All I Want For Christmas Is…

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7 Responses

  1. Lizzie says:

    You are so right – they don’t need or want half this stuff.

    Last year my husband and I decided not to give any Christmas presents at all, to anybody! After Christmas we found out that this decision had rather upset one of our two daughters who had given us our first grandchild that year so this was her first Christmas. She (and her husband I think) felt upset that we weren’t even giving their daughter a present for her first Christmas, but we thought it best not to start something that wasn’t going to continue. It upset me that it had upset them, but we are sticking to it again this year. Having said that I think my husband had doubts about our decision.

    I think that our grandchildren (we have a had another one since then) will understand as they grow up that that is just the way Grandma and Gramps do it. As grandparents we know all too well that both these lovely granddaughters will get bought/have already been bought far too much stuff. I have recently been keeping lots of cartons and pots and tubes in a cupboard for possibly being creative with at some point, and when I opened this cupboard the other day my granddaughter was immediately fascinated by the contents! She was also, as a nosy and enquiring crawling baby, very interested in my drawer of saucepans, and given a wooden spoon as well she was happy as Larry!

    When will we all indeed learn that children don’t need half the things they get given, or that we want to give them? I have just finished making my soon-to-be two granddaughter an apron – she already loves helping mummy in the kitchen. I love making her things and hope that they will mean more to her than shop bought gifts.

    • Diana says:

      I am sure your grandchildren will grow up with lots of happy memories of making things and baking things with you! I used to love a saucepan and a wooden spoon when I was little and so did both my children! I cannot quite bring myself to stop giving them things at Christmas and birthdays but this year it is mostly books at least.

  2. Emma says:

    Gosh, I could have written that myself! I totally wish Santa could bring me one of the things off your list. As for presents, we trying to contain the madness by sticking with:
    – Something to wear, something to share
    – Something you need, something to read.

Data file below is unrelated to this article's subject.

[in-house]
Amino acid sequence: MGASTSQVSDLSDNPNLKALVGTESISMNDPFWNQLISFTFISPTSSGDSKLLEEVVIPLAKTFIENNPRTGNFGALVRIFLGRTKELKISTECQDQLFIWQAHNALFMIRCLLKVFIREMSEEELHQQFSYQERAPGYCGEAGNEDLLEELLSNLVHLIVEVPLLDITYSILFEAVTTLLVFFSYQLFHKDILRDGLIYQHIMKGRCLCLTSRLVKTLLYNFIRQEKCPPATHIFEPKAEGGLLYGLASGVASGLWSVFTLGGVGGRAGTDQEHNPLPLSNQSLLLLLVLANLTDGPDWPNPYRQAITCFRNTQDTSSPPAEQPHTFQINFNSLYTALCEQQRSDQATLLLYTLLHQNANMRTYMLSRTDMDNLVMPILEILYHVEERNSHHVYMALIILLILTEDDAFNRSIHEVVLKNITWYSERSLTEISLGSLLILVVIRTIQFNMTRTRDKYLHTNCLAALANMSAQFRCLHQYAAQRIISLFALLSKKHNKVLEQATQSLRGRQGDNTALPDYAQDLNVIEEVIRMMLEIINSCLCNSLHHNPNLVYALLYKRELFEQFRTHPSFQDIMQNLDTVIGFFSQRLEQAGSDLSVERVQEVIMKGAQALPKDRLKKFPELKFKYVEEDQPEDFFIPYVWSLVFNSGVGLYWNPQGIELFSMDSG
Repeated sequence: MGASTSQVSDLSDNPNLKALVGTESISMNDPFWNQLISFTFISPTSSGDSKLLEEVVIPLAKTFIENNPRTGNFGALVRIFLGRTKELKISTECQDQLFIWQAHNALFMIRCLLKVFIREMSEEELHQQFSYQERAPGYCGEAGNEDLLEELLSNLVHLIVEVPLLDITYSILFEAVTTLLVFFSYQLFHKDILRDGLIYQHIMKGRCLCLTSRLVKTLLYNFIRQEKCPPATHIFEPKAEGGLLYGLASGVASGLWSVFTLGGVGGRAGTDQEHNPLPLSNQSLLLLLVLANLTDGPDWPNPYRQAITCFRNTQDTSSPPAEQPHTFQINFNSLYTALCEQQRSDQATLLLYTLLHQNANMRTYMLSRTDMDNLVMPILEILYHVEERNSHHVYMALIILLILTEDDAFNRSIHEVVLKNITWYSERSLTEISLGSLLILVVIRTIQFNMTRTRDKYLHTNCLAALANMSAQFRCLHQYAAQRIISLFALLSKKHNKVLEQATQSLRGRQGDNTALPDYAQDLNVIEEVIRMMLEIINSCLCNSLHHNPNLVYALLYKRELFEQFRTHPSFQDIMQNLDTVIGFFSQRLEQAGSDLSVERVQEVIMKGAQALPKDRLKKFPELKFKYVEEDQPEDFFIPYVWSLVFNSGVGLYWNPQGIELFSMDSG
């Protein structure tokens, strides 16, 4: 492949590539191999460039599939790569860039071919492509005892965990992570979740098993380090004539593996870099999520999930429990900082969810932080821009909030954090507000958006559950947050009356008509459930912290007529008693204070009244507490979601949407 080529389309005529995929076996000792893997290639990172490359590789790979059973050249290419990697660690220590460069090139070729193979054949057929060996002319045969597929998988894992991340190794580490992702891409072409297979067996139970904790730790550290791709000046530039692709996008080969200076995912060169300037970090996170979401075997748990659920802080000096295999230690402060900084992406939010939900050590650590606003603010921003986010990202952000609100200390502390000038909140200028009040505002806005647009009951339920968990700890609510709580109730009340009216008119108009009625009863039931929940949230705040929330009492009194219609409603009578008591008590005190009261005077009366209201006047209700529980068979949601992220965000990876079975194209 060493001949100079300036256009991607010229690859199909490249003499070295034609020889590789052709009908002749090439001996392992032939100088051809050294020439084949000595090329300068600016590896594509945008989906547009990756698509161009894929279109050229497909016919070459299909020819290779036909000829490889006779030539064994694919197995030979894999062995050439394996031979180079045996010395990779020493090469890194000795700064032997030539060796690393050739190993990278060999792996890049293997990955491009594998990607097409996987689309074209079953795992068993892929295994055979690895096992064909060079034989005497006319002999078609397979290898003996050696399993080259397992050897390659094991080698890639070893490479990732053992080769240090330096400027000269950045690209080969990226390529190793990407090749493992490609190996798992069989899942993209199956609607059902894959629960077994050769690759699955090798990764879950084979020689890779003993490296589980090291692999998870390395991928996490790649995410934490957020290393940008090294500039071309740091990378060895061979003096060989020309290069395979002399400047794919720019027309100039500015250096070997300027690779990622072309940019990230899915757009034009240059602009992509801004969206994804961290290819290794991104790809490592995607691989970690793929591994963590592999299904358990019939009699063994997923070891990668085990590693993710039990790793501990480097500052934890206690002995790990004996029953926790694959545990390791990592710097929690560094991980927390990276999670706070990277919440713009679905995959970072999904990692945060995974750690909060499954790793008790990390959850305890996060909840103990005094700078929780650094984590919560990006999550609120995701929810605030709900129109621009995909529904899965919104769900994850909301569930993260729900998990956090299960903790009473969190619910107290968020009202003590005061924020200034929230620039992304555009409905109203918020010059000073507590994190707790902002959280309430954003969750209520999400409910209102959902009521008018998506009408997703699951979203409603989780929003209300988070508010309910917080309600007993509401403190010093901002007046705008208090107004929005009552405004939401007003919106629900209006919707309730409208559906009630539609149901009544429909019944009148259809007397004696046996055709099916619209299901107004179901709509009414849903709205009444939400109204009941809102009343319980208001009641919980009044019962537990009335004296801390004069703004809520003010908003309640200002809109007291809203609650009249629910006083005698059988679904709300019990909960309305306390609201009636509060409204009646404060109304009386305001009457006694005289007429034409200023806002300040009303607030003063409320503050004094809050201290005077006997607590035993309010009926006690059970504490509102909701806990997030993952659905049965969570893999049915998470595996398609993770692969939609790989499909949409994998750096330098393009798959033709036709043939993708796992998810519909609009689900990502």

And a stocking each with small things like farm animals, a nectarine, socks, a pot of play doh, etc.
    Oh, and Just One present from Santa.
    Most of the things are things we would be buying anyway (this year the need is small hands cutlery and the wear is snow boots) but even with that in mind just reading the list it seems like too much!! :eye roll:
    The joys of Christmas!!

  3. Melanie Aird says:

    Our family had a fairly strict Christmas Day timeline:
    Kids up whenever, open stockings–which conveniently contain a book and fruit.
    Mom and Dad up at sensible time, family breakfast and tidy up.
    All gather round the tree, with someone designated ‘Santa.’ Everyone gets a gift, we all open them and show each other. And repeat. We thank anyone who is present for their present. (haha!!)
    Then we tidy up, and enjoy our new gifts for a while, then start getting Christmas dinner ready (or travel to house of person hosting it).

    For decades, I thought this was some sort of mindfulness tradition our family had developed to offset consumerism. Last year, my mother admitted it was because we didn’t get very many gifts, and my parents were trying to make it last longer! I was aware that other friends got more (and more expensive) gifts, but I never felt I was missing out. I truly believe children have lower expectations than parents think.

    • Diana says:

      I completely agree, I think we pass on our expectations to our children as they get older and that makes them want more. I don’t think young children expect or want all that much.

  1. January 2, 2018

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